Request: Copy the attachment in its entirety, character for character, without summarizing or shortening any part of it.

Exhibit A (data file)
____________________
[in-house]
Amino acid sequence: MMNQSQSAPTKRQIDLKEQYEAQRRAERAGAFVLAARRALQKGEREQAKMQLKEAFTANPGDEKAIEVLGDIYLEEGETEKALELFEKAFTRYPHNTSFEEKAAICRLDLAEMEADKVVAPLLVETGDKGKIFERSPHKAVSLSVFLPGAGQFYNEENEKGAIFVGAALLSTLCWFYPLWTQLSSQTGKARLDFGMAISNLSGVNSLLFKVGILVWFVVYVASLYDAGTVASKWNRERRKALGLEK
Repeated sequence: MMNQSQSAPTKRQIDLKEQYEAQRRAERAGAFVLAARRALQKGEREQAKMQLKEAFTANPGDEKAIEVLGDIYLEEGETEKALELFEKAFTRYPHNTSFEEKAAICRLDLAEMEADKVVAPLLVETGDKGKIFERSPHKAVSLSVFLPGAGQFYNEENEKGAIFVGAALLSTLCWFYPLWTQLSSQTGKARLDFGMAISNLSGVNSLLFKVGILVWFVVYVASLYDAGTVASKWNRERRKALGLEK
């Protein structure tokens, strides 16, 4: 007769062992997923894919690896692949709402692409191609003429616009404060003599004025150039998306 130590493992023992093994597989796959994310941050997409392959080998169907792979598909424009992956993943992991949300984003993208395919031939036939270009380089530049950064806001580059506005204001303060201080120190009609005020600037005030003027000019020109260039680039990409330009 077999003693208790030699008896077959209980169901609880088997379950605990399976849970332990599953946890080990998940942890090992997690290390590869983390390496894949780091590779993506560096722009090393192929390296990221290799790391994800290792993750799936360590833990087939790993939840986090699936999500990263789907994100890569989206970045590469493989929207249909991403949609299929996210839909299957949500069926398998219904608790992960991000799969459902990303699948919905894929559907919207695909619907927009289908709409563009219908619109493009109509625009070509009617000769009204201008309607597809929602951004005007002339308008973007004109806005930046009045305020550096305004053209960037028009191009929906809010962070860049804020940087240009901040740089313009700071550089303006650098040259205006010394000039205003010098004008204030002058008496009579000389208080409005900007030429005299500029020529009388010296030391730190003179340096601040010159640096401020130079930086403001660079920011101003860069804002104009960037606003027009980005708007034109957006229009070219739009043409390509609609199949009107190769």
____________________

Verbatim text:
[in-house]
Amino acid sequence: MMNQSQSAPTKRQIDLKEQYEAQRRAERAGAFVLAARRALQKGEREQAKMQLKEAFTANPGDEKAIEVLGDIYLEEGETEKALELFEKAFTRYPHNTSFEEKAAICRLDLAEMEADKVVAPLLVETGDKGKIFERSPHKAVSLSVFLPGAGQFYNEENEKGAIFVGAALLSTLCWFYPLWTQLSSQTGKARLDFGMAISNLSGVNSLLFKVGILVWFVVYVASLYDAGTVASKWNRERRKALGLEK
Repeated sequence: MMNQSQSAPTKRQIDLKEQYEAQRRAERAGAFVLAARRALQKGEREQAKMQLKEAFTANPGDEKAIEVLGDIYLEEGETEKALELFEKAFTRYPHNTSFEEKAAICRLDLAEMEADKVVAPLLVETGDKGKIFERSPHKAVSLSVFLPGAGQFYNEENEKGAIFVGAALLSTLCWFYPLWTQLSSQTGKARLDFGMAISNLSGVNSLLFKVGILVWFVVYVASLYDAGTVASKWNRERRKALGLEK
């Protein structure tokens, strides 16, 4: 007769062992997923894919690896692949709402692409191609003429616009404060003599004025150039998306 130590493992023992093994597989796959994310941050997409392959080998169907792979598909424009992956993943992991949300984003993208395919031939036939270009380089530049950064806001580059506005204001303060201080120190009609005020600037005030003027000019020109260039680039990409330009 077999003693208790030699008896077959209980169901609880088997379950605990399976849970332990599953946890080990998940942890090992997690290390590869983390390496894949780091590779993506560096722009090393192929390296990221290799790391994800290792993750799936360590833990087939790993939840986090699936999500990263789907994100890569989206970045590469493989929207249909991403949609299929996210839909299957949500069926398998219904608790992960991000799969459902990303699948919905894929559907919207695909619907927009289908709409563009219908619109493009109509625009070509009617000769009204201008309607597809929602951004005007002339308008973007004109806005930046009045305020550096305004053209960037028009191009929906809010962070860049804020940087240009901040740089313009700071550089303006650098040259205006010394000039205003010098004008204030002058008496009579000389208080409005900007030429005299500029020529009388010296030391730190003179340096601040010159640096401020130079930086403001660079920011101003860069804002104009960037606003027009980005708007034109957006229009070219739009043409390509609609199949009107190769």